In 2014 Lindsey was attempting a 15-foot drop when she was thrown over her handlebars. She fractured her T5 and T6 vertebrae causing paralysis from the waist down. Her first thought after being told she would never walk again was that she would ride her bike again. Only one year after her accident Lindsey was on a low-riding adaptive trike. She’s now back on two wheels.
Lindsey linked up with High Fives Foundation, a non-profit specialising in providing services to action sports athletes with traumatic spinal and brain injuries. With the help of the High Fives Foundation Lindsey was able to buy her special adaptive bikes she needed to continue with her passion for riding.
She has also branched out into other sports like mono-skiing, surfing and sled hockey. After she was approached by a mother and her daughter in a wheelchair, who were amazed at what she was able to accomplish she knew her story could inspire others.
Lindsey has shown everyone what is possible when we put our minds to something.
Since her accident, her outlook has changed. She no longer feels competitive with her riding, for her the greatest part of riding is the rush of being out on her bike with her friends.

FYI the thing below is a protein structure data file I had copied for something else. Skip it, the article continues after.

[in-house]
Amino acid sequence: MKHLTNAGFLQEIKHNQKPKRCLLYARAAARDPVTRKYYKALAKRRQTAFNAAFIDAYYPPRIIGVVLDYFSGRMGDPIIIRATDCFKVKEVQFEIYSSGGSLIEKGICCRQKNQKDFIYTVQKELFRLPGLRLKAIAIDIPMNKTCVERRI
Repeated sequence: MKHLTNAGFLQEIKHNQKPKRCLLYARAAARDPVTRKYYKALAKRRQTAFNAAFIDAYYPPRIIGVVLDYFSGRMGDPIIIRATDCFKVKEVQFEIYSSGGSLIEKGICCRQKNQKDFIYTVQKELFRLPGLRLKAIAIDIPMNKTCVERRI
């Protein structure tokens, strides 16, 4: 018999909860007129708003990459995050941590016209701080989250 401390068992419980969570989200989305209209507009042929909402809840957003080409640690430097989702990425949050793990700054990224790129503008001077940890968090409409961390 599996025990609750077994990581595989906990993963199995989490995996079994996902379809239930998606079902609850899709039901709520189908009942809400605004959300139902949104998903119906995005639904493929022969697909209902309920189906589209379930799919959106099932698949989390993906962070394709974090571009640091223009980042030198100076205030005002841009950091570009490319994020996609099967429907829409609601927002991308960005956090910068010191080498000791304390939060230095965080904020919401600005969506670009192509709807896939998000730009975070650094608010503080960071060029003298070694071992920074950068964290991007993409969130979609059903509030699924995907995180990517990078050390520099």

Lindsey Runkel said…
“To me, getting back on a bike was a reminder that I hadn’t lost myself when I crashed that day. I’m still entirely the same person but with a new body to navigate.
“Biking, especially on two wheels, gave me so much freedom back. I ditch my chair, I get on my bike, and I ride just as hard (although my friends might argue that I ride harder) as I was before I was hurt.
“It gives me the ability to forget the wheelchair, to forget that I can’t walk, it puts me back on the level I was on prior to injury. It’s not that I want to escape paralysis- I’ve made my peace with it- but it is beyond comparable to do something I was doing prior to this injury in the EXACT same way I was doing it before- with no feeling of limitation at all.
A huge part of biking for me is also the relationships it brings... Now that I’m ‘recovered’ for lack of a better word and able to ride again I always feel so incredibly loved and supported when I ride.
“A huge part of biking for me is also the relationships it brings. When I got hurt, I was never alone in the hospital and I always had a friend from the bike park with me. ALWAYS. Now that I’m ‘recovered’ for lack of a better word and able to ride again I always feel so incredibly loved and supported when I ride.
“It’s tough riding two wheels because it requires someone there to put me in the bike and take me out - it’s not an easy task. But I’ve never had anyone tell me that they’re tired of doing it or don’t want to help.
“The attitude is ALWAYS one of pure stoke that we’re all out there riding together. If that doesn’t make someone feel so loved, I just don’t know what will.”